In the Northern Territory – that state with a wild reputation in the hearts and minds of the rest of Australia – there is a wildly different café that will charge you a two dollar fee to use your mobile phone or other electronic device on the premises. This fee will be donated to a charity dedicated to families.
The knee-jerk reaction from my compatriots in the age bracket of a late ‘90s birth is that this is a stupid idea. Their not-so-well articulated arguments against it are that it is a nice and cute way to go promptly out of business.
Despite being a similar age to these people who become restive at the thought of being without their phones, I disagree. A café which actively promotes the non-use of phones, iPads and other gadgets is, I think a bastion of hope.
Comments on Facebook – perhaps posted from a smartphone – go along the lines of, Well, a phone is an important communication tool and sometimes you just need to access it – you shouldn’t have to pay for the privilege. Though, if you can’t survive the duration of a coffee without “keeping in touch with the universe”, there is a problem. And if there is something important – and I mean really important – it will be important enough for you to leave the café for.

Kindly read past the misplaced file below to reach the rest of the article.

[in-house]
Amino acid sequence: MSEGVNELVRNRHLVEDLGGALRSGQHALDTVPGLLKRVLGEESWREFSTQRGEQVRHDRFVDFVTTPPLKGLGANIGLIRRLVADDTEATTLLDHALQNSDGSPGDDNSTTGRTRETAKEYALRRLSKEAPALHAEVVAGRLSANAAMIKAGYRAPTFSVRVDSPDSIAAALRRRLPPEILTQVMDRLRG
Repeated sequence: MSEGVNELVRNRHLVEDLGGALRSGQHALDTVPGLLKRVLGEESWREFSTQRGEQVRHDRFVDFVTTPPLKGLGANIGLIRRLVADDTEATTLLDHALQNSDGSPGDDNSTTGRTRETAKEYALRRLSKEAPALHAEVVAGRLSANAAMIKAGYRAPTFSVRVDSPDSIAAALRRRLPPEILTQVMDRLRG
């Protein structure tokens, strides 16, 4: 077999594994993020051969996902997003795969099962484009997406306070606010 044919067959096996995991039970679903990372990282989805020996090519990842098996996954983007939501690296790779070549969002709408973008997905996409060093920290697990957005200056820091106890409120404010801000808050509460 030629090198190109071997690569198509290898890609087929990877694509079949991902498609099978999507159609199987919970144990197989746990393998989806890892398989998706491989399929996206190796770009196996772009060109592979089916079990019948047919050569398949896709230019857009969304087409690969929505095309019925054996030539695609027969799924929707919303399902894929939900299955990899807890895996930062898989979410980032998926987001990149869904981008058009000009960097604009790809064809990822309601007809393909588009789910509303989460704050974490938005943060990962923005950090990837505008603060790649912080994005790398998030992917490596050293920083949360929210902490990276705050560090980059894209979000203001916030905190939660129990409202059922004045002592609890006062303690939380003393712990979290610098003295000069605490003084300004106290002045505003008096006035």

Of course, I have a phone and I use it regularly – even, I’m sorry to say, late into the night – but I am strongly attracted to the phone-free café.
Besides, there would be other benefits to a non-phone friendly café. Indeed, something totally foreign and scary might occur, not that there is any guarantee of it. Perhaps strangers – random patrons of the café who come in regularly – might talk to each other. This is shocking, I know, but although it is something that I, as a 16-year-old, have only ever been able to witness in re-runs of Cheers on digital television, I think otherwise would-be strangers talking and meeting in a café is something that wouldn’t be too bad at all.
Never mind about strangers, though, there are friends you’ve already got to worry about first. I feel disheartened when, while having coffee with a friend, the first thing they do is get their phone out and check it. Is my conversational prowess in fact boring? Are there other people they would rather be talking with? Is that what they’re doing on their phones? Am I just the fall back option?
This is not about some quaint ideal of living in the past and returning to a simpler time. It wasn’t simpler. How did people organise to go out with each other when they didn’t even have a landline telephone at home? That’s impressive, but not something I suggest we return to. There’s no thin edge of the wedge effect imminent here. No, I’m just suggesting that after we’ve organised to meet up we could actually talk to each other or even open ourselves up to the possibility of meeting some new.
With that, my best wishes to the Cornucopia café at the Northern Territory Museum and Art Gallery.